Blame for freezing with no electricity

The weather has reached record low temperatures across the country.  That's not news for February.  The Wall Street Journal has reported that at least fifteen have died as power outages left homes without heat because of the frigid temperatures wreaking havoc on energy-rich states like Texas.

An intriguing dynamic on media platforms shows each side blaming the other for these travesties.  The blame game isn't new to American politics — it's as old as cold weather in February.  However, its uneven implementation in a post-Trump presidency has led to flimsy and contorted narratives intended to further polarizing ideologies.

Snowy Texas freeway interchange (YouTube screen grab, cropped).

It feels a bit like watching a hold 'em poker final where both gamblers have gone all in while needing the river card to save their long-shot hands.

Legacy media outlet CNN offered a headline yesterday reading, "Texas produces more power than any other state. Here's why it went dark anyway."  Simultaneously, CNS News wrote a piece quoting an interview with Rick Perry on the Fox News Tucker Carlson show.  Perry lamented our lack of energy diversity.  Almost as if divinely ordained, the power went out in Perry's home just as the interview began.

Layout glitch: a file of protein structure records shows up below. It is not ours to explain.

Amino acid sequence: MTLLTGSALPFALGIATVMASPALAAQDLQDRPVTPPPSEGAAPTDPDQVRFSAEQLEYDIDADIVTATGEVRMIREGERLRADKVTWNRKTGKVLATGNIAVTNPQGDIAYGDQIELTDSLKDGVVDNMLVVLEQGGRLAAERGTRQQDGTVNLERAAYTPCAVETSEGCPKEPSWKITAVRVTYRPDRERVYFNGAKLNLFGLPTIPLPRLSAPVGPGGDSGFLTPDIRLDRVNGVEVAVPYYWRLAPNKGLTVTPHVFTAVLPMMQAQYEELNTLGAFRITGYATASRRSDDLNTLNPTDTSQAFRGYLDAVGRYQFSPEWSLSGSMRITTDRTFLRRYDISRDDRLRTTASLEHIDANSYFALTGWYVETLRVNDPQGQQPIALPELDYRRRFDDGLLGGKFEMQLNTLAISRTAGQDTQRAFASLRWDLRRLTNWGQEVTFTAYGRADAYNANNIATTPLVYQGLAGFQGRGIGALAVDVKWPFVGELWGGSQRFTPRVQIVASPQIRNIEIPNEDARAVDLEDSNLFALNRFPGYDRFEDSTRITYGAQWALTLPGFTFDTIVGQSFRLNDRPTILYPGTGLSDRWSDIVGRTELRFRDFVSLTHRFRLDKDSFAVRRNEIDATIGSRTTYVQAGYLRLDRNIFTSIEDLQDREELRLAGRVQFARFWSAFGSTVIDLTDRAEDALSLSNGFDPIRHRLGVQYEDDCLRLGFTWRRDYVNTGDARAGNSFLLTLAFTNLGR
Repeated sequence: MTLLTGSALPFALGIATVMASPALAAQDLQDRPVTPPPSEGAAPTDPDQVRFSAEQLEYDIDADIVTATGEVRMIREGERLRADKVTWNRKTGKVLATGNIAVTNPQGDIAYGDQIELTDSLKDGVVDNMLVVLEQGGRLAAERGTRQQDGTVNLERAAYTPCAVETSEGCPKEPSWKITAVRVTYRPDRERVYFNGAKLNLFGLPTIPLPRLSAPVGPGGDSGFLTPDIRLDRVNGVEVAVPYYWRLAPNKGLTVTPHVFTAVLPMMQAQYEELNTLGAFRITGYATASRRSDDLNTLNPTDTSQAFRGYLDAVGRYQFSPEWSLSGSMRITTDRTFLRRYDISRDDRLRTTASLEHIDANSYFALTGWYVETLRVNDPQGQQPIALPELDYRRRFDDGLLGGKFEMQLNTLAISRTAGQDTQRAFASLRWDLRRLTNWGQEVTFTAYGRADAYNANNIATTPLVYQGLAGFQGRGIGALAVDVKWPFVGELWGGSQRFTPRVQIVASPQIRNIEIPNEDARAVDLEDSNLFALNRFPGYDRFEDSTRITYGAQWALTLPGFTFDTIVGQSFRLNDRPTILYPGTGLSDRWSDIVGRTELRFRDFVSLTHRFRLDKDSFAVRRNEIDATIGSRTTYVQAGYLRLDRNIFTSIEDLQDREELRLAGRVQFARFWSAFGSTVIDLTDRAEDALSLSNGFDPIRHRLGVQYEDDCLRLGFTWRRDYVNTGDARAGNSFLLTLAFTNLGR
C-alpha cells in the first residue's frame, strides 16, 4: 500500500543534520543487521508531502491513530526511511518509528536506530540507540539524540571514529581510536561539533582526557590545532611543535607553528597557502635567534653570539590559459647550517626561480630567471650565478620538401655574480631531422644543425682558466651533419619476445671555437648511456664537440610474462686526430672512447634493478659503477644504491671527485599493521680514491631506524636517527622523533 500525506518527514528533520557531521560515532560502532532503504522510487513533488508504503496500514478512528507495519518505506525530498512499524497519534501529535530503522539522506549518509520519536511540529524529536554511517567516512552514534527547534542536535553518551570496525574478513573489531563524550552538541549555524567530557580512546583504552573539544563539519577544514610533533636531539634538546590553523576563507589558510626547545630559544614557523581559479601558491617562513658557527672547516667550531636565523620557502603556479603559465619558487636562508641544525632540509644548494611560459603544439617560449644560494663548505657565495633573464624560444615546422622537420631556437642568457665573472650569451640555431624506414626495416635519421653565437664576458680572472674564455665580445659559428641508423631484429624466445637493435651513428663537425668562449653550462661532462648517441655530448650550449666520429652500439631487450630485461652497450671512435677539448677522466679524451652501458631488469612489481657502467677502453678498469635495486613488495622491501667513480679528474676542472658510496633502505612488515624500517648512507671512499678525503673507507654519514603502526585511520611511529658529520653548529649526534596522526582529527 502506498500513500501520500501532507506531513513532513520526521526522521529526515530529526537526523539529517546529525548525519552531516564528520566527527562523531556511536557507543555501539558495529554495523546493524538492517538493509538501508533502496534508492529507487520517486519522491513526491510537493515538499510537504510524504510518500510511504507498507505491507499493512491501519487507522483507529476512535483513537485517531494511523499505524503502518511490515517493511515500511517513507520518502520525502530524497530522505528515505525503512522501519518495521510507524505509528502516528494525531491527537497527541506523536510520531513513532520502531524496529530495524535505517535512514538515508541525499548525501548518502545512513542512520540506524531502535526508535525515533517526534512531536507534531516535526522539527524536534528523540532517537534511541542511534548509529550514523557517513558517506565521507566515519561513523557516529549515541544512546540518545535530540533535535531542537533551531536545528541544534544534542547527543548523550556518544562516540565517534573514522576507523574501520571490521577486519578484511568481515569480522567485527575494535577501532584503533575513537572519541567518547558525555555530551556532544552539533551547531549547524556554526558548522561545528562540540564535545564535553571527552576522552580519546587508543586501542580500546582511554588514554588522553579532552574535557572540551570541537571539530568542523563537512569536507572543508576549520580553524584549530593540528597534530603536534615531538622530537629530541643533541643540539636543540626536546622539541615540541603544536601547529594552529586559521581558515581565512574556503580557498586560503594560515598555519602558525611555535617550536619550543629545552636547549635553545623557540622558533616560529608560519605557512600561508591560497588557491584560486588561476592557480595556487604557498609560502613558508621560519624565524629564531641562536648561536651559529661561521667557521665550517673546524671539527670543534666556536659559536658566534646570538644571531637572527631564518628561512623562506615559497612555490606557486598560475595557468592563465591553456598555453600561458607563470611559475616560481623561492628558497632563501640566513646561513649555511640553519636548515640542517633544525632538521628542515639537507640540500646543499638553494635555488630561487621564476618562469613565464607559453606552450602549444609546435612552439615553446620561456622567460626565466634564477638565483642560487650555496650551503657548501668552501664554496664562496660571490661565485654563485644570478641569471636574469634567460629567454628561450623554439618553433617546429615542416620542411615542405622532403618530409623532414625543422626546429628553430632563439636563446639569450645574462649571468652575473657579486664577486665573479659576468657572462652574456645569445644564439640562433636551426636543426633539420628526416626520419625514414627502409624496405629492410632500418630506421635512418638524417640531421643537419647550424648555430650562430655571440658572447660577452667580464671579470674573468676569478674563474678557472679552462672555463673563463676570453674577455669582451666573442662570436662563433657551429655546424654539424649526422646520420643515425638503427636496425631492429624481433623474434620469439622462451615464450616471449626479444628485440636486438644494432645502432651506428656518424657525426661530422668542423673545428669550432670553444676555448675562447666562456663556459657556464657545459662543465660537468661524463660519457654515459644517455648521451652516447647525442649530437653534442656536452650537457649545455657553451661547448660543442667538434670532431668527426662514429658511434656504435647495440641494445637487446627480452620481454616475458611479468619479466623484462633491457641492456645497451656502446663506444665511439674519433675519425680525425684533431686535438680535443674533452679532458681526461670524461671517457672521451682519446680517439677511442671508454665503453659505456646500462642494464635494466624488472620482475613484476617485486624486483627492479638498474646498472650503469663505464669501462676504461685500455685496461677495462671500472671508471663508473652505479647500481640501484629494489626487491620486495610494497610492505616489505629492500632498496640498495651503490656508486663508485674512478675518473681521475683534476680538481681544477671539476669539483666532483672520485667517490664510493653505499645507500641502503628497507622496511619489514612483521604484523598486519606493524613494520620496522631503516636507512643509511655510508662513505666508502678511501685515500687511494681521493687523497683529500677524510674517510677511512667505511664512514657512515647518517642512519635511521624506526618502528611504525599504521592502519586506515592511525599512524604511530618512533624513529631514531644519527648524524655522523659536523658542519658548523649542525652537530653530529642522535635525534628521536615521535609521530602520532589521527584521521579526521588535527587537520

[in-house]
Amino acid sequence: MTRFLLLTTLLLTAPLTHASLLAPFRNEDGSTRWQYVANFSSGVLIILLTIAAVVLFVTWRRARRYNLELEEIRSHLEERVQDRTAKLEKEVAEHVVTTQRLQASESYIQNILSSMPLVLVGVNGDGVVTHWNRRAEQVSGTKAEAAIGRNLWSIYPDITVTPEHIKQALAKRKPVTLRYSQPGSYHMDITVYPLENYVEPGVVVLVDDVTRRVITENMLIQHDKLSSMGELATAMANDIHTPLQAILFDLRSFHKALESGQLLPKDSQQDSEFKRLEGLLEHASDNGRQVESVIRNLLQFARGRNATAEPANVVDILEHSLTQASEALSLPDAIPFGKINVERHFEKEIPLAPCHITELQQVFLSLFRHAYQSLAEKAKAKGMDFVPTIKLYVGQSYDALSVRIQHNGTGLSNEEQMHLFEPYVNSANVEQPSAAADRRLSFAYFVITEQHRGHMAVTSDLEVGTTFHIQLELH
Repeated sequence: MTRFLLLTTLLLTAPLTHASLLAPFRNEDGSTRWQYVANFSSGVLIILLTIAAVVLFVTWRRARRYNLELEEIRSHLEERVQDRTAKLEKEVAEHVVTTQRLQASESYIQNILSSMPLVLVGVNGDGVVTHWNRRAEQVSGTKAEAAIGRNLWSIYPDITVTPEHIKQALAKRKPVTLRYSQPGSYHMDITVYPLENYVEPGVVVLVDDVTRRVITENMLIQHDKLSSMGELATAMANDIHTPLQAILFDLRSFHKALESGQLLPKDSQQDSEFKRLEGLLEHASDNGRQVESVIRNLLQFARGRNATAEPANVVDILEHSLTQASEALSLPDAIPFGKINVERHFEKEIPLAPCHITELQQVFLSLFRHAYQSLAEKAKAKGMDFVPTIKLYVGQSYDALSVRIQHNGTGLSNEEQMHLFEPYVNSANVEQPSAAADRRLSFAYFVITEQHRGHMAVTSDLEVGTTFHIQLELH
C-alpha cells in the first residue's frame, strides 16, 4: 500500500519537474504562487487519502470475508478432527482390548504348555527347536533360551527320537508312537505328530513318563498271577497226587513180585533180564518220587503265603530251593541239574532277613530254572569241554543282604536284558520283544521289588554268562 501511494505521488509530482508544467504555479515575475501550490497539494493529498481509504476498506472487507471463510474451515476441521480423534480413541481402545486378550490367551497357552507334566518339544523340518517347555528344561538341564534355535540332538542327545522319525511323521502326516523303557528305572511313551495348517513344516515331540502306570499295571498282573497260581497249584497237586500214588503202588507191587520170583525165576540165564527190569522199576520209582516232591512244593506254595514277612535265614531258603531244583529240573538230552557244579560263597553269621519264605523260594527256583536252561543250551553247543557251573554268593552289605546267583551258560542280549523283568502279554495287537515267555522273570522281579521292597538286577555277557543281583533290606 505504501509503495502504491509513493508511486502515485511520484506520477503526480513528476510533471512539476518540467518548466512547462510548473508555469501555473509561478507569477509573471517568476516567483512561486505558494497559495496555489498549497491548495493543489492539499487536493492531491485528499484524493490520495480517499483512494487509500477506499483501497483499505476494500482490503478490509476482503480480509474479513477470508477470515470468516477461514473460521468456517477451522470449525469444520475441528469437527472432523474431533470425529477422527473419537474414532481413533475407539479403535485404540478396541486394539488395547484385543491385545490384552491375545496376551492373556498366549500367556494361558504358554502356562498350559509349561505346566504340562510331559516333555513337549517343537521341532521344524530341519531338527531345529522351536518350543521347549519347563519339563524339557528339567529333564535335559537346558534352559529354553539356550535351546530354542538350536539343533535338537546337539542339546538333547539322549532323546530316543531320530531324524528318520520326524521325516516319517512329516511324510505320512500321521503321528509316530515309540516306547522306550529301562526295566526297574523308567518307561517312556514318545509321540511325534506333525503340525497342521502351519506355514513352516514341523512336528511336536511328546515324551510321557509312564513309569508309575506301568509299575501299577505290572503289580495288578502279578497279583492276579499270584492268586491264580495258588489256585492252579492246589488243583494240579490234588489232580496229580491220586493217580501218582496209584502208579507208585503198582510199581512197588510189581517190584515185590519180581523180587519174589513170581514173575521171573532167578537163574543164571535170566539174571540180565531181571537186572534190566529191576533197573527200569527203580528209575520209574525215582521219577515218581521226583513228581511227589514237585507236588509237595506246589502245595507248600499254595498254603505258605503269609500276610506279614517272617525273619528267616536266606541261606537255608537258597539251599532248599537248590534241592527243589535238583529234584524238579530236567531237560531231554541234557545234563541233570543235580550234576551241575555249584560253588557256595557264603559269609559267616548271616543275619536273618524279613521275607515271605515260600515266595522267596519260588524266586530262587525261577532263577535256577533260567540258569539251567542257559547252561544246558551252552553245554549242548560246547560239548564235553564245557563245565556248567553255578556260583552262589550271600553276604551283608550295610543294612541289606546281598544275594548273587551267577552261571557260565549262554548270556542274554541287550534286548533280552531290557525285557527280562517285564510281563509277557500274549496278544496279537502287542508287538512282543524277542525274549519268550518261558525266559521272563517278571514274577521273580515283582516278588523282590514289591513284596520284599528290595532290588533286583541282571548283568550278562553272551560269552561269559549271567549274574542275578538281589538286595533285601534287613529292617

Competing narratives have been the norm between the left and right for longer than any of us care to remember.  When Trump was in office, he took most arrows for conservatives.  Now that he's no longer in office, he's still taking arrows for conservatives.  With conservatives cannibalizing the smoldering remains of the GOP, there isn't a cohesive message to counter the "Orange Man Still Bad" screed. 

It creates a space where even porous narratives stand a chance of living on despite their obvious weaknesses.  The winter storm completed a trifecta of circumstances.

  • Energy-producing states in the South don't often get hit with subzero temperatures.  There is little need for the added costs to winterize their windmills or water pipes used in managing that production. 
  • A vacuum in national gravitas with a well supported former president unleashed against even his own party brings further chaos to the most unusual transition of power we've seen in decades. 
  • And, of course, the public commitment by Biden & Co. to reinvest in green energy compels both sides to rattle their sabers for the coming fight.

There is blame enough to go around for Republicans and Democrats.  The time to assess responsibility and point fingers should come after the crisis has passed.  The legitimate concern about when power will be fully restored has many Americans panicked.  As if that weren't enough, news broadcasts are prepping their viewers for potentially astronomical increases in energy costs.

In the end, we are left watching the poker game.  Each side will claim a mandate for its preferred method of energy production and delivery, depending on the outcome of that critical river card.  You and I will be left to foot the bill for whichever side wins.

In the game of twisted narratives lobbed against political adversaries, we always seem to pick up the check as both teams walk away from the table, back-slapping as they go.  It's the American way.

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